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What about this logs stuff?

You may be wondering if there's an opposite to powers of 10; something like how division is the opposite of multiplication or subtraction is the opposite of addition. Well, it turns out that there is just such a thing: logarithms. It used to be that logs were really important for multiplying and dividing, and were used all the time in doing arithmetic using slide rules. Now that hand calculators are incredibly commonplace, the use of logarithms for basic calculations is fading away, but it can still be worthwhile. And while using logarithms for simple arithmetic is uncommon, there are other uses for logarithms in many areas of science, and we may see some of these uses later in the class.

The logarithm (log) of a number written as a power of 10 is really easy to calculate. It's just the exponent. So, for example, the log of tex2html_wrap_inline553 is 3. The log of tex2html_wrap_inline555 is just -2. And swapping that around is also easy: if I tell you the log of some number is 6, all you have to do is say the number is tex2html_wrap_inline557 , or one million. Some more examples:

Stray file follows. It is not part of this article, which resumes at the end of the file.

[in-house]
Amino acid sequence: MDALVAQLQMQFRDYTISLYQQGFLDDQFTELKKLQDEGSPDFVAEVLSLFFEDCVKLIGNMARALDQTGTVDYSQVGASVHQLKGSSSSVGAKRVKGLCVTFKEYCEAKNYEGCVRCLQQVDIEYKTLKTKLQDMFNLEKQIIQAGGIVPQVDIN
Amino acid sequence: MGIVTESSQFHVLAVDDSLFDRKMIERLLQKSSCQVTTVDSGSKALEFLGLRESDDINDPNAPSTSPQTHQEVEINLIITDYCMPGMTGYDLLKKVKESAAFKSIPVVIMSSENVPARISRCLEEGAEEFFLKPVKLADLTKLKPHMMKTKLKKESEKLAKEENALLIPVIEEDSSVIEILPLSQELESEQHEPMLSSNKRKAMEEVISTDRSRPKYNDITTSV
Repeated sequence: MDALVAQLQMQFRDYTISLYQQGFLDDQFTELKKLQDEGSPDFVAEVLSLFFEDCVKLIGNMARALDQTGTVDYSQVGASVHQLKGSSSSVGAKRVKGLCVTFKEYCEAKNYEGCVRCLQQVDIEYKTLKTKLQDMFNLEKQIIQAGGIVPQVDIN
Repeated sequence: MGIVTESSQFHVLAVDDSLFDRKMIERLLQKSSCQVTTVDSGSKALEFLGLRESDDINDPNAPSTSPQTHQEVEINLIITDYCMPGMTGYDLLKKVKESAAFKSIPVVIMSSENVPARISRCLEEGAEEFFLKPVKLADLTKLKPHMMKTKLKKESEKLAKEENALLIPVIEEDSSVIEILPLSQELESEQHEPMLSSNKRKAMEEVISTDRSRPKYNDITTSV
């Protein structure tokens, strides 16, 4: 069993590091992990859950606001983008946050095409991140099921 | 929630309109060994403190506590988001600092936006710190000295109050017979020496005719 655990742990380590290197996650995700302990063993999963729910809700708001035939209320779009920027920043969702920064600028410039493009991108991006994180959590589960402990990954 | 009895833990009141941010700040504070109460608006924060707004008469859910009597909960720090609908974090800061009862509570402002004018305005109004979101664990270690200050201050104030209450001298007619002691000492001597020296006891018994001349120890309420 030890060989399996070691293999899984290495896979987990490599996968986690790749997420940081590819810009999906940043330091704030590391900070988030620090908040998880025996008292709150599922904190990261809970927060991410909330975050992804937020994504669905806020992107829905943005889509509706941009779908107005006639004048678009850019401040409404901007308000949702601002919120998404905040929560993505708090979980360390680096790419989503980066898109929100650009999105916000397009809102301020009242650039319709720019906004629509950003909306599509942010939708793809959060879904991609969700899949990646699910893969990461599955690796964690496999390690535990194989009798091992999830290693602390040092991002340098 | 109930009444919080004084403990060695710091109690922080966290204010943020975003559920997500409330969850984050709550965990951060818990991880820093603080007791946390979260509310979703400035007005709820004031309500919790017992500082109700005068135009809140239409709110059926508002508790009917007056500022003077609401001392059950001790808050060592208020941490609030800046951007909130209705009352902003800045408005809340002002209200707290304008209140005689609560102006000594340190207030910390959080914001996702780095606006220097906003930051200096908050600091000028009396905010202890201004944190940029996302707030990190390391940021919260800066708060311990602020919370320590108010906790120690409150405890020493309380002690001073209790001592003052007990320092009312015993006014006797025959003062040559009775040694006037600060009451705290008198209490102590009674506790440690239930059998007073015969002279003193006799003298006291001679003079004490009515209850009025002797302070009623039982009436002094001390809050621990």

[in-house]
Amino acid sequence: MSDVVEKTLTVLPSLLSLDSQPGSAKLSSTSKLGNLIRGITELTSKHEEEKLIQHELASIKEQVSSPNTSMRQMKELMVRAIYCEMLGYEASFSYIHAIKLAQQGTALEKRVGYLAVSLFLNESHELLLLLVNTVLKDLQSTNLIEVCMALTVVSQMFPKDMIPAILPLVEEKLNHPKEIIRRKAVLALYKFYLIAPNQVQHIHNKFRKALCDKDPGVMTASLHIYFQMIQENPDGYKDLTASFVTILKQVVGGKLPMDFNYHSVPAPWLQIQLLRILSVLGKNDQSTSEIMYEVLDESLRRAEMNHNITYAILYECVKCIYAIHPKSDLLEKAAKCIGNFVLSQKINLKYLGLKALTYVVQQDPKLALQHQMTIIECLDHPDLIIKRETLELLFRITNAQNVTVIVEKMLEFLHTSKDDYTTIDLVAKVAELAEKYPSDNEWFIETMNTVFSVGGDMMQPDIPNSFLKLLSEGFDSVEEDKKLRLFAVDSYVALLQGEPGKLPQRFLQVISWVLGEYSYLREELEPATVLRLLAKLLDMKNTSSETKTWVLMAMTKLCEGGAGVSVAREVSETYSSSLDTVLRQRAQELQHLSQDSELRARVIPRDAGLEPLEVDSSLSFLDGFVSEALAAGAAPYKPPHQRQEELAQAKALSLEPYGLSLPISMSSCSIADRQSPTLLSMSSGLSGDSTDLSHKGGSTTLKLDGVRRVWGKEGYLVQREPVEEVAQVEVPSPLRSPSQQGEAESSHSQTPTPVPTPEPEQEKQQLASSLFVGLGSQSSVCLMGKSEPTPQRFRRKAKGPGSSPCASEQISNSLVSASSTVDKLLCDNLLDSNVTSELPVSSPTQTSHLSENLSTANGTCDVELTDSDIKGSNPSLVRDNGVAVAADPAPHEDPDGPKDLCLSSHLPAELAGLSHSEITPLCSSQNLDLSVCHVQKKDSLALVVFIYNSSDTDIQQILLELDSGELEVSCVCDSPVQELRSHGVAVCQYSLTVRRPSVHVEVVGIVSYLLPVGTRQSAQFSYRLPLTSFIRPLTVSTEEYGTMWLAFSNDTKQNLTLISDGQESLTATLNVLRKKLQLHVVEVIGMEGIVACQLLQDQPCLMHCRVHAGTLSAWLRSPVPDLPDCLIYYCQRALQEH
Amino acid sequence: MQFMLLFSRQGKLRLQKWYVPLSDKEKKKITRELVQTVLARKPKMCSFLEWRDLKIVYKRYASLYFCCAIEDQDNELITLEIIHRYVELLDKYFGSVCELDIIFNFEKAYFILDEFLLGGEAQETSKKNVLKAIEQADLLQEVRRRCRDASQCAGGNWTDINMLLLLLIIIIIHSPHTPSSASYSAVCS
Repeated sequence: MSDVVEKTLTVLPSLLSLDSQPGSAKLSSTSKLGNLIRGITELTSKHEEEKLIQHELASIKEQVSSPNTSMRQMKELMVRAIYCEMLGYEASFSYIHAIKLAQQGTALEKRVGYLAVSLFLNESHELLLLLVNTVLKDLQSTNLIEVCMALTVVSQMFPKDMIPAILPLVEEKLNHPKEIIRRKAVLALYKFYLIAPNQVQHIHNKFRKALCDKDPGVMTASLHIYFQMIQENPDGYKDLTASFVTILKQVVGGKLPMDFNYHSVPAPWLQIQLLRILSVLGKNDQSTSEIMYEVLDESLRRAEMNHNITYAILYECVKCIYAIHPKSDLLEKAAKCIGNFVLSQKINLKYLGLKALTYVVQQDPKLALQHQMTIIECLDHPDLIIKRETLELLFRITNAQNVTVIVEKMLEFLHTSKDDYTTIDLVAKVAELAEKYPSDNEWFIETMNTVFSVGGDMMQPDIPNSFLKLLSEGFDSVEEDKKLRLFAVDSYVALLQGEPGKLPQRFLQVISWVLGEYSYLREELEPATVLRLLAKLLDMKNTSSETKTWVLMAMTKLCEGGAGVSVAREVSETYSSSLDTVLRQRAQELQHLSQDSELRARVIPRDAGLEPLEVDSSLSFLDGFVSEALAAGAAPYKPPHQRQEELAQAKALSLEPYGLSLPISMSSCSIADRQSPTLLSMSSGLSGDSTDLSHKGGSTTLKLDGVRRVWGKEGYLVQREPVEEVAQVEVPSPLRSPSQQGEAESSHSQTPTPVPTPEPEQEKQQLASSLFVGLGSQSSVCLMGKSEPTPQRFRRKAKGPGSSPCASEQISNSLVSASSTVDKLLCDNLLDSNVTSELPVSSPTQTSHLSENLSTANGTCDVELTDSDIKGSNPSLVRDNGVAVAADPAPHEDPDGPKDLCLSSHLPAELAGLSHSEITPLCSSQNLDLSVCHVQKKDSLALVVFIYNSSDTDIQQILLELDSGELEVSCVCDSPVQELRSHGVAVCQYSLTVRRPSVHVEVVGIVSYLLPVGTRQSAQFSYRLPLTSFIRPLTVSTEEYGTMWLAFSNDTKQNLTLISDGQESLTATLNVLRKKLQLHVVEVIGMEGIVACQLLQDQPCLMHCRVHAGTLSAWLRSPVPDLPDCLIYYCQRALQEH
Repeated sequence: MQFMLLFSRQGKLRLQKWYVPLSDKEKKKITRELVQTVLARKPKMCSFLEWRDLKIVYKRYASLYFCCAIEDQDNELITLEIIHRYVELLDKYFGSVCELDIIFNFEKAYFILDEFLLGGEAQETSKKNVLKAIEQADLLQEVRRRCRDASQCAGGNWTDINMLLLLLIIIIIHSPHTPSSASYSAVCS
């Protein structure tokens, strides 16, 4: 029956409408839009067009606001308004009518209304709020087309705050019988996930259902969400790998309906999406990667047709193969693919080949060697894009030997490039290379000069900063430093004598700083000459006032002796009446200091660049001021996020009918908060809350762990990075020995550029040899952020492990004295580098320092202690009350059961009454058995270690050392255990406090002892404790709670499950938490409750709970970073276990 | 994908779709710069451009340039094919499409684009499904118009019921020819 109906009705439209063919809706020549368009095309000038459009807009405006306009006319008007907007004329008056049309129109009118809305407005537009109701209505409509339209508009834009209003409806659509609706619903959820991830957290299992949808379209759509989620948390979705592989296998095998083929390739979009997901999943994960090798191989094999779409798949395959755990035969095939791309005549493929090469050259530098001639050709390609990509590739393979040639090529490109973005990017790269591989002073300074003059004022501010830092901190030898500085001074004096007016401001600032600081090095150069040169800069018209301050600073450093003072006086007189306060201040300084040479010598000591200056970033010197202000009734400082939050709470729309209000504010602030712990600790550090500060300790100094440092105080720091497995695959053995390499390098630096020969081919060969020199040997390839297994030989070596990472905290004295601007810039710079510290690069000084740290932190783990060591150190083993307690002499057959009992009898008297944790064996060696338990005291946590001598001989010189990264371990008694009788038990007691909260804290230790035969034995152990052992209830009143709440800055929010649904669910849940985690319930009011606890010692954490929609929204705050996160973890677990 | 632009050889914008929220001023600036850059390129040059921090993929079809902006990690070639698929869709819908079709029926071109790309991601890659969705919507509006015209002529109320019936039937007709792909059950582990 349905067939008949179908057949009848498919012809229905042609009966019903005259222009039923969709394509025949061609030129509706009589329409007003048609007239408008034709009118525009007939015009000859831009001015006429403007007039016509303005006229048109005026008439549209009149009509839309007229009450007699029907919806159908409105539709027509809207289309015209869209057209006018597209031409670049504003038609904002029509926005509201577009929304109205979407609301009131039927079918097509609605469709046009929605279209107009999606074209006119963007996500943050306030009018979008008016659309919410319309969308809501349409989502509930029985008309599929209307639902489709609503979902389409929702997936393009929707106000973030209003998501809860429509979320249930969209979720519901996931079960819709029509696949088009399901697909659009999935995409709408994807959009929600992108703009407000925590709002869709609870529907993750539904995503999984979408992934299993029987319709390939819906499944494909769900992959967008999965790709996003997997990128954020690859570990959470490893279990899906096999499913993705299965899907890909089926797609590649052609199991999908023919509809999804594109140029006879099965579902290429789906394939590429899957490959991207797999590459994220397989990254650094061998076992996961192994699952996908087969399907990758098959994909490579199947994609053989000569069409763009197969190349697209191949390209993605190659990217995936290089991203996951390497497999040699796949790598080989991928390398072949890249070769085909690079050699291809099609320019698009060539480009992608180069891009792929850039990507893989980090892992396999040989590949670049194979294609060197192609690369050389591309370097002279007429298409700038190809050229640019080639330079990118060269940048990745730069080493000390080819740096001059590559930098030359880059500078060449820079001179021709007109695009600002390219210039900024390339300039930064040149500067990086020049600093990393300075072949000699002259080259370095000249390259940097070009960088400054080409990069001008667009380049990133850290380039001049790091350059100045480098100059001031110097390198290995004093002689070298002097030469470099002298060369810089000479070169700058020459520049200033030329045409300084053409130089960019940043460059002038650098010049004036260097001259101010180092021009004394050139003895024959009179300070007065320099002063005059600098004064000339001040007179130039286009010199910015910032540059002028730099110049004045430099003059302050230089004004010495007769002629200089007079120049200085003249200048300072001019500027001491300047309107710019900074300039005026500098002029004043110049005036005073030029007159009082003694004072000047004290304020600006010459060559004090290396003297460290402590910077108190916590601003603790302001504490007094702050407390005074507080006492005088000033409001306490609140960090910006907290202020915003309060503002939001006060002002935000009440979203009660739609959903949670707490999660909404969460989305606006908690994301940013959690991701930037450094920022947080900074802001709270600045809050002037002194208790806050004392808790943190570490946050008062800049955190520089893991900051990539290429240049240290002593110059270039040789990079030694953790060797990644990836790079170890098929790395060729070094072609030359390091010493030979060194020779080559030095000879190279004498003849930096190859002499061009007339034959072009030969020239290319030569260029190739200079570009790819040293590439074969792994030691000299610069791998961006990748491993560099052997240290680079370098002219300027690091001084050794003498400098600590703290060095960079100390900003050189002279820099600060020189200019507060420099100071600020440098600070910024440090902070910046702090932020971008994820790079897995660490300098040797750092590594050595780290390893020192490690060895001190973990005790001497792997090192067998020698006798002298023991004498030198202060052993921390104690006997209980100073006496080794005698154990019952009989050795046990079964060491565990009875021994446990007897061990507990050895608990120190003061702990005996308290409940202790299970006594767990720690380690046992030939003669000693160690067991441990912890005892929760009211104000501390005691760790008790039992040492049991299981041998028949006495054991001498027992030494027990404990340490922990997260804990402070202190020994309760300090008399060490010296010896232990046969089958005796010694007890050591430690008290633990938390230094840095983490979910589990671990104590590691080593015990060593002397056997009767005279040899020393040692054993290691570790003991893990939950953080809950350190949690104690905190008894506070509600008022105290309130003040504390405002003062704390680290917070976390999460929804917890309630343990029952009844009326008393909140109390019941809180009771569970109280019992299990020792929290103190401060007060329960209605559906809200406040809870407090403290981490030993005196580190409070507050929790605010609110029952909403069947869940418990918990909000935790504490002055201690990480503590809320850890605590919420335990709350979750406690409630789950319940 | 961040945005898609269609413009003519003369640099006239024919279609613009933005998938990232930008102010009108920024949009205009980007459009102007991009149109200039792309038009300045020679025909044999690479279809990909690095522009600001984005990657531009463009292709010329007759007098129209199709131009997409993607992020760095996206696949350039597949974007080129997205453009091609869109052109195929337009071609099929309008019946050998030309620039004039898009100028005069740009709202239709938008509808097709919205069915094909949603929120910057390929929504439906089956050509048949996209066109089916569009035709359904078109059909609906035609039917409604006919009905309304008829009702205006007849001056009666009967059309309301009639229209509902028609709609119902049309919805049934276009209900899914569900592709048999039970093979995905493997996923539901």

Where logs are really useful is in doing multiplication and division of numbers. You know from the previous section that to multiply numbers which are powers of 10, you add the exponents, and to divide such numbers, you subtract the exponents. Well, since the log of a number which is a power of 10 is just the exponent for that power, to do multiplication, you just add the logs. To do division, just subtract the logs. An example:


You could have seen the answer from the previous section, but you can see how easy it is to do this using logs. And so you can probably see why, back before powerful computers, logarithms made complicated computations simpler. As I said, few people do multiplication this way anymore, but it can be done.

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Greg Anderson
Tue Jan 14 10:38:34 PST 1997